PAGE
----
Low testosterone treatment
Think you may have low testosterone?
Not sure where to get treatment which is effective and affordable, using the best treatment plans available, prescribed and monitored by leading doctors who specialise in treating men with low testosterone?
Perhaps you have already tried to approach your GP with symptoms of low testosterone, and been met with a sceptical response?
Either way, we are here to help you understand the truth about low testosterone – how it effects men, the symptoms, and how you can get tested and treated.
Read on for the answers to your questions, and if you have any questions that are not addressed on this page then please contact one of our advisors who will be happy to help.
Testosterone is the male sex hormone responsible for male characteristics and health. It is important for sexual function, muscle building, cognitive function, fertility and mood enhancement amongst other complex roles within the male body. It also occurs naturally in much lower amounts in women.
It is extremely important for good health and general well-being in all men, but it often gets bad press in the media and by many doctors with lazy associations with violence, aggression and ‘toxic masculinity’ amongst other things. Unfortunately, the issue of low testosterone in men is not yet as widely acknowledged or respected as the similar hormone-related issue of menopause in women. This is something that we are determined to help change, because men lead happier and higher quality lives when they have healthy levels of testosterone.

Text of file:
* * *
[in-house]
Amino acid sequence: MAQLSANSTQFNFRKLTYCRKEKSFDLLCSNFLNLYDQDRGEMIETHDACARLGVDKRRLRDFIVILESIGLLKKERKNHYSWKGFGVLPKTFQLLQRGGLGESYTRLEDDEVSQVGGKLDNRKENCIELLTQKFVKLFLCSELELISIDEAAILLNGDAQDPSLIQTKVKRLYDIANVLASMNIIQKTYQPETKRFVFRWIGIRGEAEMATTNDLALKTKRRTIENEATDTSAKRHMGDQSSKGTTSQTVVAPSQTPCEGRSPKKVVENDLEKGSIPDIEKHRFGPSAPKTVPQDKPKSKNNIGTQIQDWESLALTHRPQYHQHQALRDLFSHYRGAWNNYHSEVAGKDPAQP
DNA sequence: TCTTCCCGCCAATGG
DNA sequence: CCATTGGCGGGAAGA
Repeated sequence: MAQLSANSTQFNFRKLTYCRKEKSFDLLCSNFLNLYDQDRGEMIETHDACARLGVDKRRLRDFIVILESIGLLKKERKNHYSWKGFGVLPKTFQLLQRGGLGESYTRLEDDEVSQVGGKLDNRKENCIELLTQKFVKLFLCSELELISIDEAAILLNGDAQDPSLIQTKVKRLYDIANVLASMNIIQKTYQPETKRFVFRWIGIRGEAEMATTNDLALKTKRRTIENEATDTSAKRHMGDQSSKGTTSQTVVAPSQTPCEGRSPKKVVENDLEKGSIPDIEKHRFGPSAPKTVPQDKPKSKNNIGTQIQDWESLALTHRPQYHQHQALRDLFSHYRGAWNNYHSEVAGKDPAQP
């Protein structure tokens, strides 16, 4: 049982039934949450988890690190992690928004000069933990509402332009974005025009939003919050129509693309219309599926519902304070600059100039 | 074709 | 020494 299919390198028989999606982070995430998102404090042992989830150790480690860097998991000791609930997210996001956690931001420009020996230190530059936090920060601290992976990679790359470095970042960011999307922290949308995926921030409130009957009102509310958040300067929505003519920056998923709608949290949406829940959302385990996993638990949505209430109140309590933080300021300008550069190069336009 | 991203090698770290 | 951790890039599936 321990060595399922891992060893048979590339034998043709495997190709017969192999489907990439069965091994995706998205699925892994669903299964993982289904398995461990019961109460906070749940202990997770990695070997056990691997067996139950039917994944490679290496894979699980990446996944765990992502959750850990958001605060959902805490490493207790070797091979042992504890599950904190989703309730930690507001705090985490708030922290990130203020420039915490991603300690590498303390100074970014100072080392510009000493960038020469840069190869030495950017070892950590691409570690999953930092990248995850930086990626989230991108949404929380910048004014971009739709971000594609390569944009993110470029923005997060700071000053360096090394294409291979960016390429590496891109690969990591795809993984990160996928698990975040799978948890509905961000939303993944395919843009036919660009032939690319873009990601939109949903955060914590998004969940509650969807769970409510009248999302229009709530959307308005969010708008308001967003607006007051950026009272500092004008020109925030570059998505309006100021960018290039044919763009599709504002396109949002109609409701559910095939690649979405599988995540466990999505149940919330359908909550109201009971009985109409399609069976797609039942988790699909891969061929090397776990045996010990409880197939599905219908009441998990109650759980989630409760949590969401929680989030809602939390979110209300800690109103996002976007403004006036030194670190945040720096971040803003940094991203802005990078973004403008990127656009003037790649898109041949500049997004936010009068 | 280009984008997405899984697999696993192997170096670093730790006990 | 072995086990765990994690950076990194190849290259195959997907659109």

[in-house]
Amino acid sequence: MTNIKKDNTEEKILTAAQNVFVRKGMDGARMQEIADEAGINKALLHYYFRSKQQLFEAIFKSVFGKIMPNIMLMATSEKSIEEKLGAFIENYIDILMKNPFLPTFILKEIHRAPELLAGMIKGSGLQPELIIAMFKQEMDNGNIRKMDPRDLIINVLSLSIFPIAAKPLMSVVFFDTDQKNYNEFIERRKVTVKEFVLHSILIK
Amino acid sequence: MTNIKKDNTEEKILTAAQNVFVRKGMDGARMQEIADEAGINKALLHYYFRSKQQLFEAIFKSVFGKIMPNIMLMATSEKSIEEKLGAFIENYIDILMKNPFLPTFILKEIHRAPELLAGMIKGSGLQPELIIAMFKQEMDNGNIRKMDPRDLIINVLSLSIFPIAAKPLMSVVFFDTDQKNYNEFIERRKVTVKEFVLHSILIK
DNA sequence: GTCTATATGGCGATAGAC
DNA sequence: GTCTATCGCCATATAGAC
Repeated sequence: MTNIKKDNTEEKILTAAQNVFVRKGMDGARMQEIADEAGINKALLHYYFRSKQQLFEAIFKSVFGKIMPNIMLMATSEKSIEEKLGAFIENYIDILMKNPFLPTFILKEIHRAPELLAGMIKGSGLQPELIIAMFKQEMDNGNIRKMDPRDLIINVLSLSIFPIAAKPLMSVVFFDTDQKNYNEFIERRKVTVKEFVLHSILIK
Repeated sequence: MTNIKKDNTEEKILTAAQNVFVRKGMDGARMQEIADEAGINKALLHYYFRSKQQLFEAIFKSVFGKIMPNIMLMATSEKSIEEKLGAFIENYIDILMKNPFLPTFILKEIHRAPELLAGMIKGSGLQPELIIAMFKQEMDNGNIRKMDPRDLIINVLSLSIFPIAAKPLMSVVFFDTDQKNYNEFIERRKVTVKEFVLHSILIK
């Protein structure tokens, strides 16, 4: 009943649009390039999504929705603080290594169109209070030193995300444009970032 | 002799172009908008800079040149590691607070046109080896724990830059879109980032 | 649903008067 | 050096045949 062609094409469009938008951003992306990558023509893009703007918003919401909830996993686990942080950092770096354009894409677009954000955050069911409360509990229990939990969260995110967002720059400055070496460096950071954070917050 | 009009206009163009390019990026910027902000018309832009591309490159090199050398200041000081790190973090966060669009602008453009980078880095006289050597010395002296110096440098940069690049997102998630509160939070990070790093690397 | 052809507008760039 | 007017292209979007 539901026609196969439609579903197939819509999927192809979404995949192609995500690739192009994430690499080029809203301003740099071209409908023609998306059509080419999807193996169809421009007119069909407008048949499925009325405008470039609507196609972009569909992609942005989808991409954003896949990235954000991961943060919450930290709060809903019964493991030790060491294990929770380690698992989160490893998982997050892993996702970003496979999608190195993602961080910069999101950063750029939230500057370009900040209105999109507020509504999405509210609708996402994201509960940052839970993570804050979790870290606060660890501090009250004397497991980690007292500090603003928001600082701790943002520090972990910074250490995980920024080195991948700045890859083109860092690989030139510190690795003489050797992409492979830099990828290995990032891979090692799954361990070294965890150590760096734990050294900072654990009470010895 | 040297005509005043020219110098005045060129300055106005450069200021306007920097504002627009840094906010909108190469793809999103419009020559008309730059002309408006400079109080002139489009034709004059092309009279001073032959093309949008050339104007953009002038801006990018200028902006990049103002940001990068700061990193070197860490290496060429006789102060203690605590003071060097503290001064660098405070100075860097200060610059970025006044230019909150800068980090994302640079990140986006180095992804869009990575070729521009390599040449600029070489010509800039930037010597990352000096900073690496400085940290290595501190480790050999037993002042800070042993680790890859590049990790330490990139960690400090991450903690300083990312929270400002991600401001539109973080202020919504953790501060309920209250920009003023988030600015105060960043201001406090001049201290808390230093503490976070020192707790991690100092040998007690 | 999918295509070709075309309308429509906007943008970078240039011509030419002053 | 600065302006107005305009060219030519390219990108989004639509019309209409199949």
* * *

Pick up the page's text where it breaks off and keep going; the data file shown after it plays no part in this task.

When mean have low testosterone, it is an issue where the body produces less of this important hormone. This can happen for many reasons, some of which are covered below.
For a more in-depth explanation of testosterone, click here to read our ‘What is Testosterone’ article.
Think you might have low testosterone?
Testosterone levels can become low for many reasons, some of which are still not fully understood. We know from studies that the modern man’s testosterone levels are on average 20% less than they were 20 years ago. This may be due to a combination of several factors:
- Environmental factors such as plastics and fertilisers leaching chemicals into the water supply/food
- Hormones from the contraceptive pill disrupting the male hormonal system